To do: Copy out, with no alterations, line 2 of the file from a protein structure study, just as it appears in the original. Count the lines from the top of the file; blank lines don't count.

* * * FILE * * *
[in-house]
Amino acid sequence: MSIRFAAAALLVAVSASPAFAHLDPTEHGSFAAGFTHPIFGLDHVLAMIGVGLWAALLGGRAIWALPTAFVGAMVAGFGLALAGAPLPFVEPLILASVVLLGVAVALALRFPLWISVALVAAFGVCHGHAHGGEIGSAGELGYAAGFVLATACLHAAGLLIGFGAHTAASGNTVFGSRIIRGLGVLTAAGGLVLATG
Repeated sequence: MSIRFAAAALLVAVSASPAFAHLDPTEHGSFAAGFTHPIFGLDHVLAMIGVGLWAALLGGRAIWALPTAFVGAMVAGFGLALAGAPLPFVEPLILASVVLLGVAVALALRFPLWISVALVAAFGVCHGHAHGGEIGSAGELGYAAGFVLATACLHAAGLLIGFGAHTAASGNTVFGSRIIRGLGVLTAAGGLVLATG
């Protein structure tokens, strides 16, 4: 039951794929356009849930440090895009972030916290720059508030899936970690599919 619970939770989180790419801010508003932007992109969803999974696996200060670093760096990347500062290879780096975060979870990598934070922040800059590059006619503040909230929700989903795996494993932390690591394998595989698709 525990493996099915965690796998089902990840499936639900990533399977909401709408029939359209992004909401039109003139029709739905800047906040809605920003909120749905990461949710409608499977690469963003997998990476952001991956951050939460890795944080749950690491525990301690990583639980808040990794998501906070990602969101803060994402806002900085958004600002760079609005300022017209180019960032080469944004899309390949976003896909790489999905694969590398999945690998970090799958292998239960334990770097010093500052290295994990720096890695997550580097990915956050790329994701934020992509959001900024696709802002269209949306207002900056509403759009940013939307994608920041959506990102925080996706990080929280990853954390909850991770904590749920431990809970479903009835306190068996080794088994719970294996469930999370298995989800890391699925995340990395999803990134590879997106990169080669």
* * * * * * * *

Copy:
Amino acid sequence: MSIRFAAAALLVAVSASPAFAHLDPTEHGSFAAGFTHPIFGLDHVLAMIGVGLWAALLGGRAIWALPTAFVGAMVAGFGLALAGAPLPFVEPLILASVVLLGVAVALALRFPLWISVALVAAFGVCHGHAHGGEIGSAGELGYAAGFVLATACLHAAGLLIGFGAHTAASGNTVFGSRIIRGLGVLTAAGGLVLATG